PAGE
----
- Take a first look at Wreck-It Ralph, Flight, and The Man With Iron Fists
- 12 cute toggle coats to cozy up in this season
- Video: Find out which stars are winners in our Hollywood Halloween costume contest
- What to keep at home to prepare for natural disasters
- Celebrity couples get cute with their costumes
- Bottled seasonal flavor that's not a beer
- Why strong brows are a strong beauty statement
- Ways for busy moms to speed up their morning routines
- CelebStyle: Lea Michele goes glam in a one-shoulder Michael Kors dress
- Gallery walls inspired by Instagram images
- October's 50 best candid celebrity photos
- Lauren Conrad supports Adopt a Shelter Dog Month with her new puppy
- See how the Windows Phone 8x stacks up
- Learn how to make parmesan crips with zucchini perfect for parties
Posts for October 29th 2012
If you're forced to stay indoors thanks to the storms and hurricanes that are taking over a good portion of the country, take advantage of the situation by practicing your cooking skills. We've rounded up delicious food and drink recipes that will be sure to comfort you through the roughest of weather. Some require little preparation, some can be cooked from food you already have, and some might be a little more complicated, but hey, what else do you have on your, err, plate? Stay hungry, stay dry!
There are hard-core beer drinkers, and those who prefer sweeter fizzy stuff — hard apple cider, that is. Cider fans who want the added bonus of a seasonal flavor: look no further than Ace Hard Pumpkin Cider ($10 for a six-pack). Ace Ciders has been around for 15 years, brewing next door to its wine-making neighbors in Sonoma County.
The fermented apple cider tastes more of green apple than it does of pumpkin, but allspice shines through, offering a hint of Fall flavor. Big, bold beer fans thought the cider was "too sweet," but others loved the cider for its syrupy sugar content. A few tasters described the flavor as "unexpected" and could imagine the cider used in a cocktail or a Halloween punch. If you are gluten-free, don't like beer, or are a sucker for sweet alcoholic beverages, then Ace Hard Pumpkin Cider is the bottle for you.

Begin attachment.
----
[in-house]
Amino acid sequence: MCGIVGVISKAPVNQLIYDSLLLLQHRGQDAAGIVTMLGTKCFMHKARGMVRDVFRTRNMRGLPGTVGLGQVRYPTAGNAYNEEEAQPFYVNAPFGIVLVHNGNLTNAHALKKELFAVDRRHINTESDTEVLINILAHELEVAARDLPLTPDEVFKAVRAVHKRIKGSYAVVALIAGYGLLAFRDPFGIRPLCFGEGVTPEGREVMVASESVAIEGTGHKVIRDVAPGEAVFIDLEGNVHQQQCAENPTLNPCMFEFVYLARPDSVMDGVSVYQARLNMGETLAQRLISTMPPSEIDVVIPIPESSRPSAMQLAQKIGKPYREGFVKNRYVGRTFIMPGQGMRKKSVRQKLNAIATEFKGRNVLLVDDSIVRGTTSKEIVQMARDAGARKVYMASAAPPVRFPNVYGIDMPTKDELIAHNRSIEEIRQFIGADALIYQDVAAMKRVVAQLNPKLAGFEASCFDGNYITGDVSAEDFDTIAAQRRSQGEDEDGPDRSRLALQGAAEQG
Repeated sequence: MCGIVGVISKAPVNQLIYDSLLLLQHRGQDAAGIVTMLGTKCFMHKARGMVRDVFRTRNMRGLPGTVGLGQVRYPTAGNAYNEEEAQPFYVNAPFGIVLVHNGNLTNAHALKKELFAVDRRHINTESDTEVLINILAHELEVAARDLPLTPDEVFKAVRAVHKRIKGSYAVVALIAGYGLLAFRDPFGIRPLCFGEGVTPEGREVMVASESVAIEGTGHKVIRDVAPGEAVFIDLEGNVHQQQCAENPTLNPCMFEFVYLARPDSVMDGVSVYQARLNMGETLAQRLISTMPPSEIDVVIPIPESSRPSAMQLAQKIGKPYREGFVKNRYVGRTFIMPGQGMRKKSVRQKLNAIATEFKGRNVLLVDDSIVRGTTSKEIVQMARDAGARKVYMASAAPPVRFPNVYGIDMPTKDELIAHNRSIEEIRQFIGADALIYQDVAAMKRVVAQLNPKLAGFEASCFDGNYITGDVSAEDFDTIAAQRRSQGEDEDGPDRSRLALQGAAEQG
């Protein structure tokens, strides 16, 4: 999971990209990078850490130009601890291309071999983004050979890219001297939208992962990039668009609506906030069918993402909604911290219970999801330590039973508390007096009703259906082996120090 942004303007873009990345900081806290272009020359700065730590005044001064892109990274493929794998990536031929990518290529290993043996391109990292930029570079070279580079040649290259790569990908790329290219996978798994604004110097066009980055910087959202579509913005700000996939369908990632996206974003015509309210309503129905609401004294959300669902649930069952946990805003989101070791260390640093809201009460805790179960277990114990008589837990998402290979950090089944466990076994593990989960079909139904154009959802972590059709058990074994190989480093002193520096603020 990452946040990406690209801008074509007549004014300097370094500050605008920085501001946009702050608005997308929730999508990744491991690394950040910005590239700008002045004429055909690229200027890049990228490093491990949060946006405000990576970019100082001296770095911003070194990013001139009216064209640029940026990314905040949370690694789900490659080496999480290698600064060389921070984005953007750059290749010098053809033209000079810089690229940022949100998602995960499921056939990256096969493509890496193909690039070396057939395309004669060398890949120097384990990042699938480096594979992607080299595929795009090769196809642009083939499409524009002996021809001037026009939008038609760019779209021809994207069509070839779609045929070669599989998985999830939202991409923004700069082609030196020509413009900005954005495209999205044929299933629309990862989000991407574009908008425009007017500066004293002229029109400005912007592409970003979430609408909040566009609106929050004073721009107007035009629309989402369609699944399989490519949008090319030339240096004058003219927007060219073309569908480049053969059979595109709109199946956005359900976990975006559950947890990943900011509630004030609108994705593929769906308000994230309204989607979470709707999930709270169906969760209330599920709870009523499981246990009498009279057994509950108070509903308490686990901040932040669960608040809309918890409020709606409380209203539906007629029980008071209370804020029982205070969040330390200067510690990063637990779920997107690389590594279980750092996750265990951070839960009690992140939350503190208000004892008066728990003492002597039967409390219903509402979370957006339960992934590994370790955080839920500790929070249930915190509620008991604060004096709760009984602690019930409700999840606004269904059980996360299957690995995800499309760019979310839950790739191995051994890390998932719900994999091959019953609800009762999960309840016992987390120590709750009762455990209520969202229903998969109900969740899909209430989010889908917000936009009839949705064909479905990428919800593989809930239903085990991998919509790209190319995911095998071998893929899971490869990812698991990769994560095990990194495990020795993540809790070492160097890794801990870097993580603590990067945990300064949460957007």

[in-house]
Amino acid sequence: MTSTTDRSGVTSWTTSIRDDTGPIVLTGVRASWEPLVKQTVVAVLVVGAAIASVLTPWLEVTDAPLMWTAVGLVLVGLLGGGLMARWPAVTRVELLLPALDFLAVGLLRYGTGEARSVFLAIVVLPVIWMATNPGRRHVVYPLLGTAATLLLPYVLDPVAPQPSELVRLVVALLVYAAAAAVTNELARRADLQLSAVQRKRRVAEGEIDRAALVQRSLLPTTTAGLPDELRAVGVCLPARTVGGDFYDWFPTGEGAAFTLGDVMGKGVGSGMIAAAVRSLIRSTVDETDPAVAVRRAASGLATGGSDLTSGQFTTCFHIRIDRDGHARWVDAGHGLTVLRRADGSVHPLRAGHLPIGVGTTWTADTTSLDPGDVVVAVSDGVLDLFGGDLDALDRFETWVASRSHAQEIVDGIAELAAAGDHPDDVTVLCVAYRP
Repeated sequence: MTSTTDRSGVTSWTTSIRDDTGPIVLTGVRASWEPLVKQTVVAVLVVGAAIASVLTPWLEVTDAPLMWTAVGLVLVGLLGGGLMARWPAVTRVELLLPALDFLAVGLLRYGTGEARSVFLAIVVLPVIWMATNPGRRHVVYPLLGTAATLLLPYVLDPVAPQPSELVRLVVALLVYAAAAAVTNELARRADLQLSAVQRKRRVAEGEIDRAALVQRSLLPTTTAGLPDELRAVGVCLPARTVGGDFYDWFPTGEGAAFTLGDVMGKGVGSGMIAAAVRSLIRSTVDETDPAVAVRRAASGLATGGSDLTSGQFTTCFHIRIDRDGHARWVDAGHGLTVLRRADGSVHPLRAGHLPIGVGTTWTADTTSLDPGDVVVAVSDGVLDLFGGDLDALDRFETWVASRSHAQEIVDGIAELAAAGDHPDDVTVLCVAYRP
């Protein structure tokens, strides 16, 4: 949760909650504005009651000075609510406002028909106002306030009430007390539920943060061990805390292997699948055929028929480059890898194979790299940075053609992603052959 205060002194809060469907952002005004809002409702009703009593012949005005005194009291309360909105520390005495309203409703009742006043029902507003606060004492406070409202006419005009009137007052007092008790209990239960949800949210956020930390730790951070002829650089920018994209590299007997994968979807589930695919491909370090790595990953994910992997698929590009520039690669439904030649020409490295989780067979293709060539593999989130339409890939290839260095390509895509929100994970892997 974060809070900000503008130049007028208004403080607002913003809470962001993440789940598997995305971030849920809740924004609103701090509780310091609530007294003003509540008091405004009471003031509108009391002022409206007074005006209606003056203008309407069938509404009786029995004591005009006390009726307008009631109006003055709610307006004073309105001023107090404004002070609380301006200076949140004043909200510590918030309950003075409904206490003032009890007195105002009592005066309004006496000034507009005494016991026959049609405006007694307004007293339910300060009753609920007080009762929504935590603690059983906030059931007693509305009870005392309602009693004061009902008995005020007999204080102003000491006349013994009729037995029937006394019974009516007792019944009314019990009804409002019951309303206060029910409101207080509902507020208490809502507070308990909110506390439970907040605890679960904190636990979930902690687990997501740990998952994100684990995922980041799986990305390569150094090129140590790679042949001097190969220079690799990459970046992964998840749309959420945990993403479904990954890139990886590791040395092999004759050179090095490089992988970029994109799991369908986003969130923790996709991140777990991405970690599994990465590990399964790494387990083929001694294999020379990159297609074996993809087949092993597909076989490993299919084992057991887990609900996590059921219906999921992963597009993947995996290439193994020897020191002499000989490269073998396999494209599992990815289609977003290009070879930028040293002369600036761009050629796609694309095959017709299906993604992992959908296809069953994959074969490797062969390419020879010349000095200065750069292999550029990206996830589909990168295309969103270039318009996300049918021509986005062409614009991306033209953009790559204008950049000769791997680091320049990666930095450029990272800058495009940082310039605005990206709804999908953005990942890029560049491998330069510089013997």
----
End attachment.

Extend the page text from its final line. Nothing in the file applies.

While we're not ones to judge if there are beans in the chili, a few things are key: the chili must be laden with tons of spices, served piping hot, and garnished with a heaping handful of toppings. These seven chili recipes pack some serious flavor while using lesser-known chili ingredients like smoky sweet pepper seasoning, beer, and cocoa powder. There's a chili for all, so vegetarians, omnivores, and even pollo-tarians can get their steamy fix.
Cake pops are a festive touch to just about any occasion, from weddings to birthdays — and that includes, of course, All Hallows' Eve. Learn how to make and decorate a these basic treats on a stick, along with a few of our kitchen techniques for making these treats like the pros. Once you've mastered the technique, discover how to disguise your pops like jack-o'-lanterns for a bite that's truly befitting on Halloween. On Brandi: Jessie Steele Apron.
- Dos and don'ts when hitting the bars on Halloween — Zagat
- An interview with chef-of-the-moment Yotam Ottolenghi — HuffPost Taste
- Check out this butter bust of Obama — Delish
- Just how tough do women have it in kitchens? — Grub Street New York
- Thomas Keller almost opened a sushi restaurant — Eater
- The best use for leftover rice yet — Chow
- The latest critique of Anthony Bourdain — The New Yorker
When it comes to natural disasters, it's best to prepare for the worst, then hope for the best: experts recommend storing enough emergency resources for at least three days. This includes food and drink!
Here are seven shelf-stable provisions that I recommend you have on hand: